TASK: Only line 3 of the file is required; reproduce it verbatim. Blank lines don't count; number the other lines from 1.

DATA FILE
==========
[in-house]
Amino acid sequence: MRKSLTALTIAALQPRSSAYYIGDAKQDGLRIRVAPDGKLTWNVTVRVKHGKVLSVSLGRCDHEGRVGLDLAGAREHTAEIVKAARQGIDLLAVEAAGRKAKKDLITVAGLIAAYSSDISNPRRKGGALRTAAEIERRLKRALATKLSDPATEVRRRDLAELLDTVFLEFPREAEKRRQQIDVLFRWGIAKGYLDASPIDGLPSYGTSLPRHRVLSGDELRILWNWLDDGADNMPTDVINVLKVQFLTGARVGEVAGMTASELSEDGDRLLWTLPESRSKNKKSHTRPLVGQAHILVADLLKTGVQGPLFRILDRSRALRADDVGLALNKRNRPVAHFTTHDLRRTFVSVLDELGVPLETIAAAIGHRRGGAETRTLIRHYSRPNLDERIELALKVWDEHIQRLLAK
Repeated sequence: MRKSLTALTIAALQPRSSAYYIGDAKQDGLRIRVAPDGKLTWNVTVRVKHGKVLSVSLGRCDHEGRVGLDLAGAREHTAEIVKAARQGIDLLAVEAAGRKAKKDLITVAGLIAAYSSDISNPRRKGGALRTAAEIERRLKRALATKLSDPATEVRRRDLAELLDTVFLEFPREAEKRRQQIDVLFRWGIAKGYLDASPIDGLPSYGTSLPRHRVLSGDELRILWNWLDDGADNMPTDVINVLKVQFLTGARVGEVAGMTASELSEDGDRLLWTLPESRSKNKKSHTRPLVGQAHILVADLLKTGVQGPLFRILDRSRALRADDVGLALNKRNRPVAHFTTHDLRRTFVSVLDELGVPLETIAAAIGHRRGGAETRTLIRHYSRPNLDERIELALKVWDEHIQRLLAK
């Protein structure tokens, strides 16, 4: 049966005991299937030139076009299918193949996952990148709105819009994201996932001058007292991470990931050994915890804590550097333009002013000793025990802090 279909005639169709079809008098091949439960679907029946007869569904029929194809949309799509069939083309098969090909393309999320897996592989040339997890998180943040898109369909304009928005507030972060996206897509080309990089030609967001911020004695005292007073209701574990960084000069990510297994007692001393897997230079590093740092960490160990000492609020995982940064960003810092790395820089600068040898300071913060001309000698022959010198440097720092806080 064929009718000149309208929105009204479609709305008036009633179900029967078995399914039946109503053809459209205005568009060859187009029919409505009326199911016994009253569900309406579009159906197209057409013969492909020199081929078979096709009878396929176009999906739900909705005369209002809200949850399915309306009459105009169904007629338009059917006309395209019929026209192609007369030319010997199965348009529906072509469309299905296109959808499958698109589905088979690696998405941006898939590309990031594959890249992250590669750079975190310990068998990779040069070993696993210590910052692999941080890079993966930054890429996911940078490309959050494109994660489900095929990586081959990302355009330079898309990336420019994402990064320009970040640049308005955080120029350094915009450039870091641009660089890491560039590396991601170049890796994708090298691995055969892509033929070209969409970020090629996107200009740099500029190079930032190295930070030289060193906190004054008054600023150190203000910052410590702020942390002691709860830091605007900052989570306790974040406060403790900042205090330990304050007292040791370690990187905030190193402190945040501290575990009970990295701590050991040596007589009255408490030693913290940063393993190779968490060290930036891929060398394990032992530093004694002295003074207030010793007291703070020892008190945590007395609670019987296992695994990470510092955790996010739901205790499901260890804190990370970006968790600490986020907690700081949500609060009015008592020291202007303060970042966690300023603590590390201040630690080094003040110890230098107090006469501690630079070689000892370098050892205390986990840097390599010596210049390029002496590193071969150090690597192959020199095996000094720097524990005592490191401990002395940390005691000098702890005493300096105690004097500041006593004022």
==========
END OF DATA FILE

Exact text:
Repeated sequence: MRKSLTALTIAALQPRSSAYYIGDAKQDGLRIRVAPDGKLTWNVTVRVKHGKVLSVSLGRCDHEGRVGLDLAGAREHTAEIVKAARQGIDLLAVEAAGRKAKKDLITVAGLIAAYSSDISNPRRKGGALRTAAEIERRLKRALATKLSDPATEVRRRDLAELLDTVFLEFPREAEKRRQQIDVLFRWGIAKGYLDASPIDGLPSYGTSLPRHRVLSGDELRILWNWLDDGADNMPTDVINVLKVQFLTGARVGEVAGMTASELSEDGDRLLWTLPESRSKNKKSHTRPLVGQAHILVADLLKTGVQGPLFRILDRSRALRADDVGLALNKRNRPVAHFTTHDLRRTFVSVLDELGVPLETIAAAIGHRRGGAETRTLIRHYSRPNLDERIELALKVWDEHIQRLLAK